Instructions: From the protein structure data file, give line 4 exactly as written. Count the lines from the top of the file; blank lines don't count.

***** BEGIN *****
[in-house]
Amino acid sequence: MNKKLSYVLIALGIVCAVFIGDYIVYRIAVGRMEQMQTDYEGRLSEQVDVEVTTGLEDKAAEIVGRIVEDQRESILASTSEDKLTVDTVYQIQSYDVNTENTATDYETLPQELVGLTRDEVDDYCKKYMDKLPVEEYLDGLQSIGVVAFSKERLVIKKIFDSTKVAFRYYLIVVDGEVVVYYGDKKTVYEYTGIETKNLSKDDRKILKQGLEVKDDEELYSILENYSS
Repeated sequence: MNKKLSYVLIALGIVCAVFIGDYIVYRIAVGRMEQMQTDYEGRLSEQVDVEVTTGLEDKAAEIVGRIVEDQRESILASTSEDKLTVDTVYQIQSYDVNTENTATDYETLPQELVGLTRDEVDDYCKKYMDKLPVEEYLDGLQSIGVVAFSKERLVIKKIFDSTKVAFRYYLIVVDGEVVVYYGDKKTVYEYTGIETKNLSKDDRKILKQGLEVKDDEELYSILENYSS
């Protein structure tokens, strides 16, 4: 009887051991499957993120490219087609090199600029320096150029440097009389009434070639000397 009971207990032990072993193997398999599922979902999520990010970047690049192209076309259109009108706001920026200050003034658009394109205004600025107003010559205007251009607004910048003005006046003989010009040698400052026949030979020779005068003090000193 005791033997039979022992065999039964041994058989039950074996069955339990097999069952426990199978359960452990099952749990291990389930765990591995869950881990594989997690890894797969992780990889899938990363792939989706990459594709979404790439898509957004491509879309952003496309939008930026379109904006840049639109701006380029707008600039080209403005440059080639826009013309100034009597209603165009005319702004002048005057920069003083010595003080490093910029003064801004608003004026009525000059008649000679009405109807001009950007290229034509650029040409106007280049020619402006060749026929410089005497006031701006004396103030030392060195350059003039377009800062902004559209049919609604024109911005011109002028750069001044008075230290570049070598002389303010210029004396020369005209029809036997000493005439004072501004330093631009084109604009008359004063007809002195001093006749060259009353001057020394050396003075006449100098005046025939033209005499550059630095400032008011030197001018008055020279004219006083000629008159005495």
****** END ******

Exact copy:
């Protein structure tokens, strides 16, 4: 009887051991499957993120490219087609090199600029320096150029440097009389009434070639000397 009971207990032990072993193997398999599922979902999520990010970047690049192209076309259109009108706001920026200050003034658009394109205004600025107003010559205007251009607004910048003005006046003989010009040698400052026949030979020779005068003090000193 005791033997039979022992065999039964041994058989039950074996069955339990097999069952426990199978359960452990099952749990291990389930765990591995869950881990594989997690890894797969992780990889899938990363792939989706990459594709979404790439898509957004491509879309952003496309939008930026379109904006840049639109701006380029707008600039080209403005440059080639826009013309100034009597209603165009005319702004002048005057920069003083010595003080490093910029003064801004608003004026009525000059008649000679009405109807001009950007290229034509650029040409106007280049020619402006060749026929410089005497006031701006004396103030030392060195350059003039377009800062902004559209049919609604024109911005011109002028750069001044008075230290570049070598002389303010210029004396020369005209029809036997000493005439004072501004330093631009084109604009008359004063007809002195001093006749060259009353001057020394050396003075006449100098005046025939033209005499550059630095400032008011030197001018008055020279004219006083000629008159005495």